3D-Printed Coffee Cups Help Liquids Defy Gravity
In 2008, NASA Astronaut Don Pettit was on the space station, pondering a uniquely space-based problem: So many of Earth’s basic cultural rituals—clinking glasses together, for example—just don’t translate in near-zero gravity. “You can smash your juice bags together, but it doesn’t have the same human connection,” he says.
Seven years later, the first gravity-defying coffee cups have arrived at the space station. Pettit describes their odd, curvy shape as the “kind of bulbous thing you might find on a rare orchid.” They work using capillary action: Simply press your lips to the rim, and you get a sip, whether you want one or not.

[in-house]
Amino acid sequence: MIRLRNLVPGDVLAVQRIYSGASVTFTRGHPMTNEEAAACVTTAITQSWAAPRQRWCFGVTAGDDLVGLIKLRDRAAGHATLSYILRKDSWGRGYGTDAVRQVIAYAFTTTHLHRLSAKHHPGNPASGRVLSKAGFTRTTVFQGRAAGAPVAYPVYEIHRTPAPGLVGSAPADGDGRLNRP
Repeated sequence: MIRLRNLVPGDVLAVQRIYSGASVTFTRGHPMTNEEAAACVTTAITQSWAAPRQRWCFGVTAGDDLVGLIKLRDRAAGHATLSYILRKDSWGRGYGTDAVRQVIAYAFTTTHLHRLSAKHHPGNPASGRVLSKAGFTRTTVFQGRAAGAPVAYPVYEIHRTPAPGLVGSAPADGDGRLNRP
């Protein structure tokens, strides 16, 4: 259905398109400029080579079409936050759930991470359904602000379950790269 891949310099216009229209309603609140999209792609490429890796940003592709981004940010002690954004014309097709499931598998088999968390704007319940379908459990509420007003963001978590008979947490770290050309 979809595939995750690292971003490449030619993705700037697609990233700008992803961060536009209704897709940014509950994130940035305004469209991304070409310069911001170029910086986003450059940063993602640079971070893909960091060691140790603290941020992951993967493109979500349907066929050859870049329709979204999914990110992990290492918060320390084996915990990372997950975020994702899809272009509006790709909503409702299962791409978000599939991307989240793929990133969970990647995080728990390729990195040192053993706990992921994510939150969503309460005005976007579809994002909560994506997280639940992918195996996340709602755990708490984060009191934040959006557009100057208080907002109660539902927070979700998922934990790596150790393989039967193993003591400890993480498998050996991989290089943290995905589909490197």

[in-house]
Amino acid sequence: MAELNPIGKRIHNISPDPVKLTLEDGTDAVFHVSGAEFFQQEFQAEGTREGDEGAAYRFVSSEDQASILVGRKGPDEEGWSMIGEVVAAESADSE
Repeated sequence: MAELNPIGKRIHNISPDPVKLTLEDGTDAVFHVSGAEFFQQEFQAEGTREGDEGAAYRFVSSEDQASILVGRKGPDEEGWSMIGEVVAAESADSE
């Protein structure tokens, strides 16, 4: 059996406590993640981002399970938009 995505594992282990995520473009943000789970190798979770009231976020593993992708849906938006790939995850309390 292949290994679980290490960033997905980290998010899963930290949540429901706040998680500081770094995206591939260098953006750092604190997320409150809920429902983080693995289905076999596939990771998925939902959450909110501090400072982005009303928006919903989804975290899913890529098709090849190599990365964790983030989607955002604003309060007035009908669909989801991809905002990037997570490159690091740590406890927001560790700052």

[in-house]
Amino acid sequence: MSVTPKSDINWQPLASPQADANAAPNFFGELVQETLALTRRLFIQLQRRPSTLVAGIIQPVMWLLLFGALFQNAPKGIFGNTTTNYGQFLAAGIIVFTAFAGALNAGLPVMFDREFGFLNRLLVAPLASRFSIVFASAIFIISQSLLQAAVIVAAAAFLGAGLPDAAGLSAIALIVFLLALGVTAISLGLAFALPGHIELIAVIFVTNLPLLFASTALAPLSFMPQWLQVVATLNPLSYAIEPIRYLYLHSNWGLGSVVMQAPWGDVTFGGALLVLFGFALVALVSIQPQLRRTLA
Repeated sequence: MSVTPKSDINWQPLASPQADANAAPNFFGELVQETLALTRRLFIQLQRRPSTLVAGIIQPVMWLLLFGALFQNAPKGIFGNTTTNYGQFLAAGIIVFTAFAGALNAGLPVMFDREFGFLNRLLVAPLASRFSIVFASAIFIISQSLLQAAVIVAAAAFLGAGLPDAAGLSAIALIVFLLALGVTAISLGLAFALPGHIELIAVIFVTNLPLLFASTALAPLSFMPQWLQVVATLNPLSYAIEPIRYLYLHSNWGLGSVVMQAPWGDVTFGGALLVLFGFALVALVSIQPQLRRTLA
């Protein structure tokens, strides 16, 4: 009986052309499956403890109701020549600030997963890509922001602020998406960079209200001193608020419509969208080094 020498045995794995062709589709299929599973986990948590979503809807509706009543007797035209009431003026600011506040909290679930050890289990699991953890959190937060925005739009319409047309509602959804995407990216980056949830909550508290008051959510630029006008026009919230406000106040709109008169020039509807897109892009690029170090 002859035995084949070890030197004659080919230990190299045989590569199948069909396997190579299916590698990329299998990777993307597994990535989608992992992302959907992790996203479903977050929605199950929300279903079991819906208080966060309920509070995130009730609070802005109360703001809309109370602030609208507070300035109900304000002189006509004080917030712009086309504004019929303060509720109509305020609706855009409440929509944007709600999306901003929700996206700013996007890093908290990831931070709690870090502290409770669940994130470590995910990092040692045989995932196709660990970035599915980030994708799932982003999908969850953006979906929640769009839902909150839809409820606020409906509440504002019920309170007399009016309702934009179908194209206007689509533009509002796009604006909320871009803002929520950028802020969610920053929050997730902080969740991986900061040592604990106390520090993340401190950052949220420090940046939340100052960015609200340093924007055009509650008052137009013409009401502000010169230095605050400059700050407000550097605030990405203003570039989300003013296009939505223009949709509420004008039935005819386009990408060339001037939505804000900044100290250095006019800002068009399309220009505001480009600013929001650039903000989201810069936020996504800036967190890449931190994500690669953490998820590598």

Pettit and his co-designer, mechanical engineer Mark Weislogel of Portland State University, join us to talk about this unique design challenge.
Don Pettit is a NASA astronaut at NASA’s Johnson Space Center in Houston, Texas.
Mark Weislogel is senior scientist at IRPI and a mechanical engineering professor at Portland State University in Portland, Oregon.
Christopher Intagliata was Science Friday’s senior producer. He once served as a prop in an optical illusion and speaks passable Ira Flatowese.